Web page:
Two technologies are being used to profile the surface: a D-Meter manufactured by the Allen Face Co., Wilmington, N.C.; and a 3-D laser scanner manufactured by Leica Geosystems, San Ramon, Calif. The D-Meter measures elevation differences as little as 0.001 inches, while the 3-D laser scanner measures to within 3 mm (1/8 inch or 0.125 inch). In the 3-D laser scan image shown on the previous page, the blue color indicates base elevation, light blue in the center of many of the panels indicates a drop in elevation of approximately 1/8 inches, and the dark blue at some panel intersections indicates an elevation rise of 1/8 inches. Jerry Holland, director of design services for Structural Services Inc., Richardson, Texas, says this is typical panel behavior. "As the edges of panels begin to curl the weight becomes supported by the center of the panel and the elevation decreases a little bit."
Surface finish and slab drying
The research project will evaluate the effect of concrete surface finish on slab drying. Conventional wisdom has been that a concrete surface plays an important role in limiting the escape of moisture from within the slab and therefore affects drying times of slabs. A hard-troweled, burnished surface, or a curing compound are thought to retain moisture and therefore lengthen the time required for internal relative humidity to drop to an acceptable level for installation of coatings or adhered floor coverings. Some preliminary laboratory studies support this idea.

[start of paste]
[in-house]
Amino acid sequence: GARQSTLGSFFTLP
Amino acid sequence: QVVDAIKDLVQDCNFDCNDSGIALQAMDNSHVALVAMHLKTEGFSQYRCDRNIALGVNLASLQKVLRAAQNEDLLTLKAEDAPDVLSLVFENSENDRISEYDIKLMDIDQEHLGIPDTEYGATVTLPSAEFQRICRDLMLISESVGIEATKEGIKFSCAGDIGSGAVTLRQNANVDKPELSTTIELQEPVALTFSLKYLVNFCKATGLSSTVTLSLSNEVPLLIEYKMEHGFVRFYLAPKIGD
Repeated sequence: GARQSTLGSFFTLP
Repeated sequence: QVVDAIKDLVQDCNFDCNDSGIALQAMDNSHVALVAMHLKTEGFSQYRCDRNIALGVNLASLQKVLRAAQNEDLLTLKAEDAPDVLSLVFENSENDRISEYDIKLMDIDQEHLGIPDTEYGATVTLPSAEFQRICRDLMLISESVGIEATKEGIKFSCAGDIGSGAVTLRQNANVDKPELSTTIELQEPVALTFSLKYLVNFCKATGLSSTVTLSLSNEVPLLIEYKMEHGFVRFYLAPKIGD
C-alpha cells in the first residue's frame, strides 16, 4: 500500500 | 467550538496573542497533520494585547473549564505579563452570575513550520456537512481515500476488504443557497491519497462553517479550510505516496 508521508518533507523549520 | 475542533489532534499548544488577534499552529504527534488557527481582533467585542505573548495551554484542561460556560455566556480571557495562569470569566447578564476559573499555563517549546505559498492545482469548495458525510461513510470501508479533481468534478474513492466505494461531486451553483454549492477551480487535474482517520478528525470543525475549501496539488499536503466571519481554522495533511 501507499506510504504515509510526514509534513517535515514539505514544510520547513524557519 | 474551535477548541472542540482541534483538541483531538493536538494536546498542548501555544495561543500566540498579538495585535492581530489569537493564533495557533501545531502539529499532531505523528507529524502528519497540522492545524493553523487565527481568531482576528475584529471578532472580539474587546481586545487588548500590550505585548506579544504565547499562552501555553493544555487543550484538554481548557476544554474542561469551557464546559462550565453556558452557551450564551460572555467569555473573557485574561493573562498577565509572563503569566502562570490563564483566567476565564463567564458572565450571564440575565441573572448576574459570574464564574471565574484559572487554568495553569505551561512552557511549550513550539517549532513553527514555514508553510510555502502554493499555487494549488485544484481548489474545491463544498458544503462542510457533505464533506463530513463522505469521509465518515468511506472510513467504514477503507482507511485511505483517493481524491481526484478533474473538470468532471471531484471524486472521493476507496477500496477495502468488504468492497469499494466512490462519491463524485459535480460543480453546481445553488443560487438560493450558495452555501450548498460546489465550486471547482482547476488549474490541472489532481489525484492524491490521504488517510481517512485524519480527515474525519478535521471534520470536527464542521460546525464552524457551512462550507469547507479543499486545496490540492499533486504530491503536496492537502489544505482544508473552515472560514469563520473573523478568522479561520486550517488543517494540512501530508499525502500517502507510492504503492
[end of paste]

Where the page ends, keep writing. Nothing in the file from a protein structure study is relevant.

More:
However, it is not known if this effect is significant in real-world concrete slabs. The permeance and properties of the bulk concrete may be more important than the permeance of the thin, near surface region. To evaluate this concept, a 200-square-foot area of the floor was placed with a "typical" commercial floor slab mix. Concrete in this area was bullfloated and then given several surface treatments in different areas:
- Lightly steel troweled by hand, plastic sheet cured three days
- Lightly steel troweled by hand, ASTM C309 membrane forming curing compound
- Lightly steel troweled by hand, sodium silicate sprayed on surface
- Lightly steel troweled by hand, broomed, plastic sheet cured three days
- Burnished, hard troweled finish by ride-on machine, plastic sheet cured three days
- Burnished area shotblasted to ICRI CSP3
- Hand-troweled area shotblasted to ICRI CSP3
Relative humidity probes have been installed at several depths—1/2, 1, 2, and 4 inches—in each area. Humidity data are being recorded every 10 minutes to create moisture profiles from top to bottom of the slab as each area dries. The field data will be compared to mathematical models of drying rates based on concrete composition and ambient environmental conditions. In addition, selected areas of the main floor with different mixes will be checked periodically for moisture gradients using similar methods. This work is being performed by Howard Kanare, Matt D'Ambrosia, and Mike Klaric of CTLGroup.
A work in progress
Several articles will be written as information becomes available from the study. The next time the slab surface will be profiled will be in August. More information will become available when summer temperatures cause the floor to dry out more. In addition, CC will feature exclusive material on our Web site, including videos, slideshows, and more. Check the site often for updates.